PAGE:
To help students define what entrepreneurship means for them, Ozkan has them answer the question, who are you? Can you live with your work 24 hours in a day? That directly echoes advice from LinkedIn co-founder Reid Hoffman. He'd put his tech career above almost everything else in his life, even his own health.

Third is defining the idea. Ozkan helps students figure out what they want to do. Using design-driven methodologies, the class develops ideas through exercises that let them express the challenges they are facing and their personal dreams.

Ozkan also sprinkles in guest lectures from people like journalist Simran Sethi and former Irish deputy prime minister Dick Spring, exposing the students to some brilliant thinkers who can serve as role models.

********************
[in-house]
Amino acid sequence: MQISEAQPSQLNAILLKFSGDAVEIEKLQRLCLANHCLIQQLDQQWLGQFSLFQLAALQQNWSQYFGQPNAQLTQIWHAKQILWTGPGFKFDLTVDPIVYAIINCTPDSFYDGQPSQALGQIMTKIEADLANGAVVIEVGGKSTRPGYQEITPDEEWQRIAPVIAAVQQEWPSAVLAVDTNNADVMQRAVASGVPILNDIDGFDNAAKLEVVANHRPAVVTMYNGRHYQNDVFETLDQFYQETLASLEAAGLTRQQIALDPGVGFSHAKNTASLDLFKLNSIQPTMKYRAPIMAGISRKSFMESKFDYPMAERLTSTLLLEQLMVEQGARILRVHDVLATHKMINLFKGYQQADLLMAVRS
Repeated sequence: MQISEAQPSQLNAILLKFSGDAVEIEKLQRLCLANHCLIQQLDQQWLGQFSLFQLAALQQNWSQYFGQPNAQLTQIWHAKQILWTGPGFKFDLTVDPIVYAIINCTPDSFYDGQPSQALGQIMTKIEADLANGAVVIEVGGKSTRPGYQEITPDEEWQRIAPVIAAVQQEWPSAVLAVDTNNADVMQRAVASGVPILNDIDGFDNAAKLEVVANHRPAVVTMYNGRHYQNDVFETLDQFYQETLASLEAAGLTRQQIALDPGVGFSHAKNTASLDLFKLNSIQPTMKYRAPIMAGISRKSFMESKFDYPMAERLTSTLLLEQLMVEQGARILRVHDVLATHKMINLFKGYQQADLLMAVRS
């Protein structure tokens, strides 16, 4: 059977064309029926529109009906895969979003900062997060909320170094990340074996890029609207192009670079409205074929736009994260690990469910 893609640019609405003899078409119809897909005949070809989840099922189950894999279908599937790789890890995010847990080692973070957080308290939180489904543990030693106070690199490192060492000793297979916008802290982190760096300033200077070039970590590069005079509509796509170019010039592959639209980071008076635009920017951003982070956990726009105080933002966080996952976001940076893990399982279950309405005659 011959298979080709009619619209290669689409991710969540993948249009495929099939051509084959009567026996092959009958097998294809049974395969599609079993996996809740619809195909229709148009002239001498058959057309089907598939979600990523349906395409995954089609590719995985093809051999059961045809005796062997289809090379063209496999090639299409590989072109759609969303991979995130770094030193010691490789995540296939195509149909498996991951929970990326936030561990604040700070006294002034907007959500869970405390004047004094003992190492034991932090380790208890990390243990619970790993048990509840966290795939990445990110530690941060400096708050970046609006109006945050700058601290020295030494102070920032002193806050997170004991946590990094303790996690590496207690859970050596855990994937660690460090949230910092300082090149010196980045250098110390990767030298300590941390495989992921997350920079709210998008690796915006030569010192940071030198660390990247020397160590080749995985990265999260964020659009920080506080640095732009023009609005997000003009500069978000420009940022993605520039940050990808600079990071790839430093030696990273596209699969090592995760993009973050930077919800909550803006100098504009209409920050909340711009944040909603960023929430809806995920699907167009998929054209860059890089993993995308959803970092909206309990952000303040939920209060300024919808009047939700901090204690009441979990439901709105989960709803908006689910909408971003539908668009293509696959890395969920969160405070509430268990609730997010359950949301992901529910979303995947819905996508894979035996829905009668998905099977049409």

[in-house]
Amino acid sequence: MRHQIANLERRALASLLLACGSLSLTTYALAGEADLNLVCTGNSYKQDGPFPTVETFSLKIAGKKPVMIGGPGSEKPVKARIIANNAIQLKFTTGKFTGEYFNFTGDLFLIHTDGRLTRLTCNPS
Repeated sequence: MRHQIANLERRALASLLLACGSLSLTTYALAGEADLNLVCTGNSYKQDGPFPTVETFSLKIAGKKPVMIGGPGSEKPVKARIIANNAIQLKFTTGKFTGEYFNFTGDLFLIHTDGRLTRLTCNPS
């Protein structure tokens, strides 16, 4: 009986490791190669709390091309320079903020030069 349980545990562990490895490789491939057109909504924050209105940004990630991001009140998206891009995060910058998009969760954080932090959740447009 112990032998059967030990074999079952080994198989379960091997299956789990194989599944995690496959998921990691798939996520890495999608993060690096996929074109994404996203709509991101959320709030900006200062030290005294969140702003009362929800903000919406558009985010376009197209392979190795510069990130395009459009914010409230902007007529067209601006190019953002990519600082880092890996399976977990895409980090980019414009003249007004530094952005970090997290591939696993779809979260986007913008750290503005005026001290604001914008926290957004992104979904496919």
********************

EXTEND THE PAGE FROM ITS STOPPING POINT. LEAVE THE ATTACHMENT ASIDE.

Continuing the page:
At the end of the day, however, entrepreneurship all comes down to execution. Anyone can have a good idea, but execution separates the winners from the losers. When Ozkan’s students actually have to apply the lessons from her class in real life—two of them have even launched an internet insurance startup—that’s what makes everything click.

Although she’s running her class at a university, high schools can easily teach these same lessons. Students need schools to figure this out now. Ending schools' "do as you are told" mindset and letting kids be spontaneous and take leaps of faith would certainly help. I'm only 17-years-old but I can see how as you get older, the ability to unlearn and recover from one’s education gets much more difficult.

If schools look at innovation and entrepreneurship as students’ path forward they'll be able to help young people do what Silicon Valley entrepreneur Sramana Mitra once told India's best and brightest: "Build products. Build companies. And finally, build fortunes."